OSCAR Garcia last night emerged as a surprise candidate to replace Neil Lennon as Celtic manager.
The 41-year-old former Barcelona midfielder, who resigned from Brighton and Hove Albion earlier this month after they lost to Derby in a Premier League play-off semi-final, is believed to be keen on a quick return to the technical area and is thought to be high on the short list being compiled by chief executive Peter Lawwell in the wake of Lennon's departure after four years in charge.
Malky Mackay, the former manager of Cardiff City and a one-time player at Parkhead, is understood to be of interest with Owen Coyle also available, having reportedly turned the job at Celtic down in 2010 prior to joining Bolton Wanderers from Burnley.
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Henrik Larsson, who heads the betting along with David Moyes, received high-profile support from Martin O'Neill, one of Celtic's greatest former managers, last night, but the Swede has been sending out mixed messages.
Larsson has stated his commitment to Falkenberg, whom he took over at the start of the year, while confessing that he remains in touch with Celtic and sees himself returning, one day, to the club he served so prolifically as a striker for seven years.
However, Garcia's arrival as one of the lead contenders provides a fresh and exciting avenue to explore as Lawwell consults with Lennon over his successor, having failed in initial negotiations to talk him out of his decision to leave.
In addition to his contacts in Catalonia, his youth, and his commitment to attacking, possession-based football, Garcia rubbed shoulders with his prospective Parkhead paymasters while taking charge of Barcelona's Under-19 team in the NextGen Series against Celtic back in 2011, prior to leading Maccabi Tel Aviv to the Israeli title in the 2012/ 13 season.
However, the SPFL champions will have to act decisively as Garcia - represented by Pep Guardiola's brother, Pere - has no shortage of admirers. He has been strongly linked with the Southampton post should Mauricio Pochettino accept the vacant Tottenham Hotspur manager's role, and is also thought to be on the radar of West Bromwich Albion, who recently parted company with another Spanish manager, Pepe Mel.
Ironically, Garcia's departure from the south-coast club - he cited a lack of investment and the sale of star players Ashley Barnes to Burnley and Liam Bridcutt to Sunderland in January - has echoes to the situation that led to Lennon's resignation.
Having sneaked into the play-offs with a last-day victory against Nottingham Forest, Garcia stood down after a 6-2 aggregate defeat to Derby. Sources close to Lennon have said that he made his mind up to leave Celtic about 10 days ago and conveyed this to the club's powerbase, including majority shareholder Dermot Desmond, in meetings at the beginning of this week.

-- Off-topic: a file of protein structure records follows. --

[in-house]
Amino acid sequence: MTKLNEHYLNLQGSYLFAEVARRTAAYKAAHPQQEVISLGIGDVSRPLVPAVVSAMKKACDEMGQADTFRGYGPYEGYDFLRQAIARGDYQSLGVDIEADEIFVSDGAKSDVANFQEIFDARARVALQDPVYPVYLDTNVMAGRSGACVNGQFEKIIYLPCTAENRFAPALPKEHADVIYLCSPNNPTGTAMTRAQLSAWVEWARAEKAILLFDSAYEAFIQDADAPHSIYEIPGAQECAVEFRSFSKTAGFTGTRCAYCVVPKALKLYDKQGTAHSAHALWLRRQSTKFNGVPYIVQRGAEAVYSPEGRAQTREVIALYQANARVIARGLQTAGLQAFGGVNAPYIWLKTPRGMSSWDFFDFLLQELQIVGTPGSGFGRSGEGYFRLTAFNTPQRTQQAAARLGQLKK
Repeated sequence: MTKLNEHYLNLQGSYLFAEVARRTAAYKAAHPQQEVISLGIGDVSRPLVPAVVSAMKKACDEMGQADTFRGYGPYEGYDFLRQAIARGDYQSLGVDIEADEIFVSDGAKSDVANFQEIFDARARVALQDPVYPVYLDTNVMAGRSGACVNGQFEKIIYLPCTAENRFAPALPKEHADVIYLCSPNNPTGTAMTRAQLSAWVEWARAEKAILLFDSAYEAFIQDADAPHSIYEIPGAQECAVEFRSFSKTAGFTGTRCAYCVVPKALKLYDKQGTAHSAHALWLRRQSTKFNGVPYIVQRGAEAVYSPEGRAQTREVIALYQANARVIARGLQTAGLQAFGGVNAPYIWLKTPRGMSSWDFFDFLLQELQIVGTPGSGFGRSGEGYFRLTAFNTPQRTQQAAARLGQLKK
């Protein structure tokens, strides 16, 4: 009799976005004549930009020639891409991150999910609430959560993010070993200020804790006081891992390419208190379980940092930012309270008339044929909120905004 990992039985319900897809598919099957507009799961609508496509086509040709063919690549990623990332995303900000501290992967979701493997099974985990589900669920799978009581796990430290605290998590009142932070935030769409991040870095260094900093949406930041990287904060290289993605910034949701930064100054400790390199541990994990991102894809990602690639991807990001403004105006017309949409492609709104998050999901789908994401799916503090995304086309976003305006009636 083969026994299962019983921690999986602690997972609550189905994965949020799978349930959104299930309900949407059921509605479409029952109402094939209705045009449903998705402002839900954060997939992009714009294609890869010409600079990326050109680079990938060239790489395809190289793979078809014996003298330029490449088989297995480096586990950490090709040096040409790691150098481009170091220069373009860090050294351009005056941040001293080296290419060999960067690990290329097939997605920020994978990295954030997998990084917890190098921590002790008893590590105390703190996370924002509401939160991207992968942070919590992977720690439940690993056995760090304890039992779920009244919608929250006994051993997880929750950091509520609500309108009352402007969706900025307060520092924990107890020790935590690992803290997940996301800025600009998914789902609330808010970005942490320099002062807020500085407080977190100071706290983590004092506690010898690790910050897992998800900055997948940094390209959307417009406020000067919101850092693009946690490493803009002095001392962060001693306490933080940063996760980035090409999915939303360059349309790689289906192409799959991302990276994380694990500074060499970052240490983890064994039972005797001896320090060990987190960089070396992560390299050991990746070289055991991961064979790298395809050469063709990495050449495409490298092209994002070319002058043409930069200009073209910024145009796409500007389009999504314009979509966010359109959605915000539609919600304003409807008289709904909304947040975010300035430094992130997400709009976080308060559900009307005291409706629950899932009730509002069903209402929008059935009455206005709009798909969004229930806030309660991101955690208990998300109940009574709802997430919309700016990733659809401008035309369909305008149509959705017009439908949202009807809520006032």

Lennon insisted he had no other job lined up and would enjoy
a short holiday before starting media work at the World Cup finals in Brazil. He is expected, however, to provide input on the identity of the man who will follow in his footsteps.
"I feel the time is now right to move on to a new challenge," he said in a club statement.
"I will now assist the club in appointing my successor."
Speaking later to STV, he said: "I've covered all the bases and feel it's a good time to go. It's not a knee-jerk decision . . . it's been going on for a while. The team is in good health."
Larsson, his one-time team-mate, remains at the head of the betting market along with Moyes. O'Neill, now in charge of the Republic of Ireland, believes he must be in with a live chance of being appointed.
"Larsson was just phenomenal, phenomenal,
as a player," stated O'Neill. "He's had a little time as well as a manager in his own country and, if you say they have stopped taking bets on it and that he is a very, very strong favourite, why not? He would be a great fit for Celtic again."
Larsson conducted a number of interviews on his future yesterday and told Swedish reporters that there was no basis to rumours he had
been approached by the Glasgow club. "It is not true," he said. "I understand that is always a job that will be associated with me after my years as a player there. It is obviously nice. Sure, I can see myself as manager of Celtic and going there in the future, but, right now, it's full focus on Falkenberg and the job to remain in Allsvenskan."
However, Larsson later spoke to STV and refused to confirm or deny negotiations with Celtic, creating the distinct impression that he would be open to an approach.
"I can see myself back at Celtic," said Larsson. "Whether it's now or in the future, time will tell. Let me put it this way,
I always have had good contact with the people at Celtic and I continue to have good contact with the club.
"That's all I'm going to say. It's up to you to work out if there's been contact."